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Tuesday, December 19, 2006

Breast Cancer stem cells are resistant to radiation therapy!

HealthDay News: Breast cancer stem cells, a type of cell that scientists have recently discovered is difficult to kill, may be especially resistant to radiation therapy, a new study suggests.

In fact, the radiation can even increase the growth of these stubborn stem cells, report researchers from the University of California, Los Angeles, David Geffen School of Medicine.

"This population of stem cells is more radiation-resistant than are non-stem cells," said Dr. Frank Pajonk, an assistant adjunct professor of radiation oncology at UCLA and corresponding author on the study. "We are the first to report this."

Radiation treatment involves exposure to high-energy rays or particles that destroy cancerous cells. It is often recommended after surgery for breast cancer, according to the American Cancer Society.

Pajonk and his colleagues exposed breast cancer stem cells and "normal" breast cancer cells to either single or multiple doses of radiation. More of the stem cells, also called cancer-initiating cells, lived through the radiation than did the other breast cancer cells.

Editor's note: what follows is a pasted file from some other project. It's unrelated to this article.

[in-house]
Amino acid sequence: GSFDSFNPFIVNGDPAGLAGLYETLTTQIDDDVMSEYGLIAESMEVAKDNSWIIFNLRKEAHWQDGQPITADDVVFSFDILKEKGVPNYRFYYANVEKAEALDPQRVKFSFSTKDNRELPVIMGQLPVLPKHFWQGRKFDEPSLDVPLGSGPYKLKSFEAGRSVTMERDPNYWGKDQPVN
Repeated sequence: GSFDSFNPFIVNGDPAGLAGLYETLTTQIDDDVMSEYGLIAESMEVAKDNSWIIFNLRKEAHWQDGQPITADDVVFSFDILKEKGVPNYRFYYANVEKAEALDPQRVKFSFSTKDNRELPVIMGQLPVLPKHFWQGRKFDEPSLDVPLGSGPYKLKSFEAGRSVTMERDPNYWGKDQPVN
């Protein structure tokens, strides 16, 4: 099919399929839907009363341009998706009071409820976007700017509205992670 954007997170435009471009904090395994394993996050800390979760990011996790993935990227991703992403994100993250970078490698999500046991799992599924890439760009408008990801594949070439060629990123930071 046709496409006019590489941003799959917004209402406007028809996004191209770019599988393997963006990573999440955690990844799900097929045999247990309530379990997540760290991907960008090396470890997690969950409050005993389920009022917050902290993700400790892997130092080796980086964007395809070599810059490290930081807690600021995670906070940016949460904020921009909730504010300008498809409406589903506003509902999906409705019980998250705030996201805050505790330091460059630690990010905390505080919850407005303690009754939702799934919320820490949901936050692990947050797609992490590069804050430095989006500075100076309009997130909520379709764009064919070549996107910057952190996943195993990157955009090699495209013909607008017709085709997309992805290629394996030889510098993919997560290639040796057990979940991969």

One good example, according to Pajonk: While 46 percent of the stem cells survived treatment with 2 Gray of radiation (a dose typically used for breast cancer treatment), only 20 percent of normal breast cancer cells did.

Then, the team simulated clinical treatment that is interrupted -- a challenge that Pajonk and other health-care providers face when patients don't make all their scheduled appointments due to fatigue, inconvenience or other factors. Pajonk and his colleagues suspect this reduces the effectiveness of radiation, and the study suggests they are correct.


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